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Radiat Prot Dosimetry. 2008;132(2):241-5. doi: 10.1093/rpd/ncn256. Epub 2008 Oct 30.

Preconception exposures to potential germ-cell mutagens.

Author information

1
Childhood Cancer Research Group, University of Oxford, 57 Woodstock Road, Oxford OX2 6HJ, UK. gerald.draper@ccrg.ox.ac.uk

Abstract

Radiation and other agents can cause germ-cell mutations in animal systems. No human germ-cell mutagen has been identified, but this does not mean that human germ-cells are not vulnerable to mutagenesis. There has been particular concern about the possible health effects on offspring following parental preconception exposure to ionizing radiation-both occupational and therapeutic. A strong association with preconception radiation exposure in the fathers of the cases was found in a case-control study of young people with leukaemia living near the Sellafield nuclear plant in the UK. Subsequent studies of workers occupationally exposed to ionizing radiation have failed to confirm these findings. No statistically significant effects have been reported from studies of possible indicators of germ-cell mutagenesis in the A-bomb survivors. Studies of offspring of cancer survivors who receive radiotherapy and mutagenic chemotherapy have found no evidence of germ-cell mutagenesis. Failure to detect human germ-cell mutagenic agents may be a consequence of inadequate study sizes or insufficiently sensitive laboratory techniques.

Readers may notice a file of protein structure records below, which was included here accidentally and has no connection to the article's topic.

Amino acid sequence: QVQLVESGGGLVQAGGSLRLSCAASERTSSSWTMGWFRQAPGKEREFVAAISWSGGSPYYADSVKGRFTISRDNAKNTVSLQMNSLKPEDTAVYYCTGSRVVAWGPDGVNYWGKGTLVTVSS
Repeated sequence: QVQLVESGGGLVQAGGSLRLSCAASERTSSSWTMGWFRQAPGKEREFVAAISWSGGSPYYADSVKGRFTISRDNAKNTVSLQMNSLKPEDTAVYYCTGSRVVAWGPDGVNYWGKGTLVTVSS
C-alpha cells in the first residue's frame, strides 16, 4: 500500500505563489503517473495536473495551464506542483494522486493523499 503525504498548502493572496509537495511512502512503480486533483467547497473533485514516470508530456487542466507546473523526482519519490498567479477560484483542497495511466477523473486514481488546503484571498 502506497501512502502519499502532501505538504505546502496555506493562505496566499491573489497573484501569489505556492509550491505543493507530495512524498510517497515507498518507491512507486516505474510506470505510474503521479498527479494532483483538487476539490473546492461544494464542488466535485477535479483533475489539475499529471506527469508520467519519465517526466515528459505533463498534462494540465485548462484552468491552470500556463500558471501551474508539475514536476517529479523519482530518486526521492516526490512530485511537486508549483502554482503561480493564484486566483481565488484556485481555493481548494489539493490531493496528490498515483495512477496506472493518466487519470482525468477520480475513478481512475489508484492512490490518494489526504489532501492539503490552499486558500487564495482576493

PMID:
18977774
DOI:
10.1093/rpd/ncn256
[Indexed for MEDLINE]

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